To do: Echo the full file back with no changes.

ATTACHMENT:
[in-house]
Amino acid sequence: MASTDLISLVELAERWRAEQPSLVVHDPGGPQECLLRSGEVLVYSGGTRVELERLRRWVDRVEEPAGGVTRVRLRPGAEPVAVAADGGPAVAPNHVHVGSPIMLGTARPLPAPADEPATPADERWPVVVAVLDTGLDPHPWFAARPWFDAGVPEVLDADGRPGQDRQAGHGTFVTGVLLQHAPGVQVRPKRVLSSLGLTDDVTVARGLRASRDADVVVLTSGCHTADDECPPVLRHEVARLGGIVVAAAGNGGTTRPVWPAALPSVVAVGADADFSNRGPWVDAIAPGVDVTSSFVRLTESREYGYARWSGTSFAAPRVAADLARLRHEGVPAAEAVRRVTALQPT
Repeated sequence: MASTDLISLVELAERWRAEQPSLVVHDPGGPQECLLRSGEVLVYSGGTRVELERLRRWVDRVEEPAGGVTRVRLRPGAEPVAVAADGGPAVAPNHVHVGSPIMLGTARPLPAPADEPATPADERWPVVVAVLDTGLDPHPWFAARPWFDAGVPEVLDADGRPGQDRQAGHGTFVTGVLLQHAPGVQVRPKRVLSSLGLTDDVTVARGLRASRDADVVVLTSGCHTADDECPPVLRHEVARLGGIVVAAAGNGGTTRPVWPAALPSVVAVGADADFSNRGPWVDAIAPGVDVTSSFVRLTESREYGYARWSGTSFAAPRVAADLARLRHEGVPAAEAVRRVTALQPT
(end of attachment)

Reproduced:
[in-house]
Amino acid sequence: MASTDLISLVELAERWRAEQPSLVVHDPGGPQECLLRSGEVLVYSGGTRVELERLRRWVDRVEEPAGGVTRVRLRPGAEPVAVAADGGPAVAPNHVHVGSPIMLGTARPLPAPADEPATPADERWPVVVAVLDTGLDPHPWFAARPWFDAGVPEVLDADGRPGQDRQAGHGTFVTGVLLQHAPGVQVRPKRVLSSLGLTDDVTVARGLRASRDADVVVLTSGCHTADDECPPVLRHEVARLGGIVVAAAGNGGTTRPVWPAALPSVVAVGADADFSNRGPWVDAIAPGVDVTSSFVRLTESREYGYARWSGTSFAAPRVAADLARLRHEGVPAAEAVRRVTALQPT
Repeated sequence: MASTDLISLVELAERWRAEQPSLVVHDPGGPQECLLRSGEVLVYSGGTRVELERLRRWVDRVEEPAGGVTRVRLRPGAEPVAVAADGGPAVAPNHVHVGSPIMLGTARPLPAPADEPATPADERWPVVVAVLDTGLDPHPWFAARPWFDAGVPEVLDADGRPGQDRQAGHGTFVTGVLLQHAPGVQVRPKRVLSSLGLTDDVTVARGLRASRDADVVVLTSGCHTADDECPPVLRHEVARLGGIVVAAAGNGGTTRPVWPAALPSVVAVGADADFSNRGPWVDAIAPGVDVTSSFVRLTESREYGYARWSGTSFAAPRVAADLARLRHEGVPAAEAVRRVTALQPT